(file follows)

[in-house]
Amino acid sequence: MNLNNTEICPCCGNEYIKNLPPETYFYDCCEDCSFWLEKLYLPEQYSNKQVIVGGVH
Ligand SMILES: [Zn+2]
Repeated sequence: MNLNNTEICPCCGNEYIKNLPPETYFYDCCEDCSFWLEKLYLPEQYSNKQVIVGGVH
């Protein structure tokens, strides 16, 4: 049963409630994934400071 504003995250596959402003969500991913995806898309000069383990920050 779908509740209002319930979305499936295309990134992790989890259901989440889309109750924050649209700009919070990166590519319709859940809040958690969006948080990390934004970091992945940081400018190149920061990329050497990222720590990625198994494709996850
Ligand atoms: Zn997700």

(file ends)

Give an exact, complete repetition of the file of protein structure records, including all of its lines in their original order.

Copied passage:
[in-house]
Amino acid sequence: MNLNNTEICPCCGNEYIKNLPPETYFYDCCEDCSFWLEKLYLPEQYSNKQVIVGGVH
Ligand SMILES: [Zn+2]
Repeated sequence: MNLNNTEICPCCGNEYIKNLPPETYFYDCCEDCSFWLEKLYLPEQYSNKQVIVGGVH
């Protein structure tokens, strides 16, 4: 049963409630994934400071 504003995250596959402003969500991913995806898309000069383990920050 779908509740209002319930979305499936295309990134992790989890259901989440889309109750924050649209700009919070990166590519319709859940809040958690969006948080990390934004970091992945940081400018190149920061990329050497990222720590990625198994494709996850
Ligand atoms: Zn997700």